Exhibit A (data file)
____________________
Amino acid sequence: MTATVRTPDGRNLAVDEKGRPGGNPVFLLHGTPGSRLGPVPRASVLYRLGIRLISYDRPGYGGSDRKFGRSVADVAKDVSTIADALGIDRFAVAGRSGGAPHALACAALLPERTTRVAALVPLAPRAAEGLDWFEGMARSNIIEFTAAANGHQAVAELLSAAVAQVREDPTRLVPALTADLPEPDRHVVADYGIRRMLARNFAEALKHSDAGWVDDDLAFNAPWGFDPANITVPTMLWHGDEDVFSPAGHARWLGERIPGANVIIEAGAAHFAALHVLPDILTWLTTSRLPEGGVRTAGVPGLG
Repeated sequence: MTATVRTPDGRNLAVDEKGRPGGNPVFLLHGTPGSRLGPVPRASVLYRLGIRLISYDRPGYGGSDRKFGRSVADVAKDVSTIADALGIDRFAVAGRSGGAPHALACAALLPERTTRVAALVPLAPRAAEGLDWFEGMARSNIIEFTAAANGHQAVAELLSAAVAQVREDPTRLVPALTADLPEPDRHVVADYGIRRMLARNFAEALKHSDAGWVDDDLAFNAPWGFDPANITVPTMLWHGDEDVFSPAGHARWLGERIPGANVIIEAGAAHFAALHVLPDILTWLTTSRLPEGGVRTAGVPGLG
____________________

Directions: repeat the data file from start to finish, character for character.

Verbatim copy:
Amino acid sequence: MTATVRTPDGRNLAVDEKGRPGGNPVFLLHGTPGSRLGPVPRASVLYRLGIRLISYDRPGYGGSDRKFGRSVADVAKDVSTIADALGIDRFAVAGRSGGAPHALACAALLPERTTRVAALVPLAPRAAEGLDWFEGMARSNIIEFTAAANGHQAVAELLSAAVAQVREDPTRLVPALTADLPEPDRHVVADYGIRRMLARNFAEALKHSDAGWVDDDLAFNAPWGFDPANITVPTMLWHGDEDVFSPAGHARWLGERIPGANVIIEAGAAHFAALHVLPDILTWLTTSRLPEGGVRTAGVPGLG
Repeated sequence: MTATVRTPDGRNLAVDEKGRPGGNPVFLLHGTPGSRLGPVPRASVLYRLGIRLISYDRPGYGGSDRKFGRSVADVAKDVSTIADALGIDRFAVAGRSGGAPHALACAALLPERTTRVAALVPLAPRAAEGLDWFEGMARSNIIEFTAAANGHQAVAELLSAAVAQVREDPTRLVPALTADLPEPDRHVVADYGIRRMLARNFAEALKHSDAGWVDDDLAFNAPWGFDPANITVPTMLWHGDEDVFSPAGHARWLGERIPGANVIIEAGAAHFAALHVLPDILTWLTTSRLPEGGVRTAGVPGLG